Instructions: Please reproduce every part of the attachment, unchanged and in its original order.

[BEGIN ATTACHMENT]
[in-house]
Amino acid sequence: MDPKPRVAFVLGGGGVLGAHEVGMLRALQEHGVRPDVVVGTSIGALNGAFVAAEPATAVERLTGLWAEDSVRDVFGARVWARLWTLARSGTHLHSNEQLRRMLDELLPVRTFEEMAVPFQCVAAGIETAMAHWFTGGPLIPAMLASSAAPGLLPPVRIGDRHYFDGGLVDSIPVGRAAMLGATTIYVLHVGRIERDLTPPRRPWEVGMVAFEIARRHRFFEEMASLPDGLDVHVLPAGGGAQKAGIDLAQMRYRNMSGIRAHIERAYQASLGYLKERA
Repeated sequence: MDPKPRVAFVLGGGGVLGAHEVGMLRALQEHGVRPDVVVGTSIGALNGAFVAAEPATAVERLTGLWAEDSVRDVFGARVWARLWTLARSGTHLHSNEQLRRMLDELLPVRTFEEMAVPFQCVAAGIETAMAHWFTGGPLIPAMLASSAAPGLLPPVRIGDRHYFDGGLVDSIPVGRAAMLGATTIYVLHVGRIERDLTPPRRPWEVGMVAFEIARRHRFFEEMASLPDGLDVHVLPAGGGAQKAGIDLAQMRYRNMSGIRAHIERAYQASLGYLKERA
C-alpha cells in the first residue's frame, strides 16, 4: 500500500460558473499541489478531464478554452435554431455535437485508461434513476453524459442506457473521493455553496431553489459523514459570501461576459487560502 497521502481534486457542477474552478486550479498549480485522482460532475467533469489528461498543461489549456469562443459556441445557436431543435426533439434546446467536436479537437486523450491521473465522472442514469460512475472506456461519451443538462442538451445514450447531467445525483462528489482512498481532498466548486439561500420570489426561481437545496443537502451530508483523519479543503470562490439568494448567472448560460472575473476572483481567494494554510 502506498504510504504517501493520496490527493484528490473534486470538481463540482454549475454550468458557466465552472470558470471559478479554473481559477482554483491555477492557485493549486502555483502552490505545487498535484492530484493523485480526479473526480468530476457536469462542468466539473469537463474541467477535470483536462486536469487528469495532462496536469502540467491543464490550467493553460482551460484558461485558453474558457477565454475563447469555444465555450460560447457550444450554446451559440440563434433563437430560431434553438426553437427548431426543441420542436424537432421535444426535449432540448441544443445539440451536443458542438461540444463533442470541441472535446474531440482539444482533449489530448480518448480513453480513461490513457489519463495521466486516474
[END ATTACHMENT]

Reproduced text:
[in-house]
Amino acid sequence: MDPKPRVAFVLGGGGVLGAHEVGMLRALQEHGVRPDVVVGTSIGALNGAFVAAEPATAVERLTGLWAEDSVRDVFGARVWARLWTLARSGTHLHSNEQLRRMLDELLPVRTFEEMAVPFQCVAAGIETAMAHWFTGGPLIPAMLASSAAPGLLPPVRIGDRHYFDGGLVDSIPVGRAAMLGATTIYVLHVGRIERDLTPPRRPWEVGMVAFEIARRHRFFEEMASLPDGLDVHVLPAGGGAQKAGIDLAQMRYRNMSGIRAHIERAYQASLGYLKERA
Repeated sequence: MDPKPRVAFVLGGGGVLGAHEVGMLRALQEHGVRPDVVVGTSIGALNGAFVAAEPATAVERLTGLWAEDSVRDVFGARVWARLWTLARSGTHLHSNEQLRRMLDELLPVRTFEEMAVPFQCVAAGIETAMAHWFTGGPLIPAMLASSAAPGLLPPVRIGDRHYFDGGLVDSIPVGRAAMLGATTIYVLHVGRIERDLTPPRRPWEVGMVAFEIARRHRFFEEMASLPDGLDVHVLPAGGGAQKAGIDLAQMRYRNMSGIRAHIERAYQASLGYLKERA
C-alpha cells in the first residue's frame, strides 16, 4: 500500500460558473499541489478531464478554452435554431455535437485508461434513476453524459442506457473521493455553496431553489459523514459570501461576459487560502 497521502481534486457542477474552478486550479498549480485522482460532475467533469489528461498543461489549456469562443459556441445557436431543435426533439434546446467536436479537437486523450491521473465522472442514469460512475472506456461519451443538462442538451445514450447531467445525483462528489482512498481532498466548486439561500420570489426561481437545496443537502451530508483523519479543503470562490439568494448567472448560460472575473476572483481567494494554510 502506498504510504504517501493520496490527493484528490473534486470538481463540482454549475454550468458557466465552472470558470471559478479554473481559477482554483491555477492557485493549486502555483502552490505545487498535484492530484493523485480526479473526480468530476457536469462542468466539473469537463474541467477535470483536462486536469487528469495532462496536469502540467491543464490550467493553460482551460484558461485558453474558457477565454475563447469555444465555450460560447457550444450554446451559440440563434433563437430560431434553438426553437427548431426543441420542436424537432421535444426535449432540448441544443445539440451536443458542438461540444463533442470541441472535446474531440482539444482533449489530448480518448480513453480513461490513457489519463495521466486516474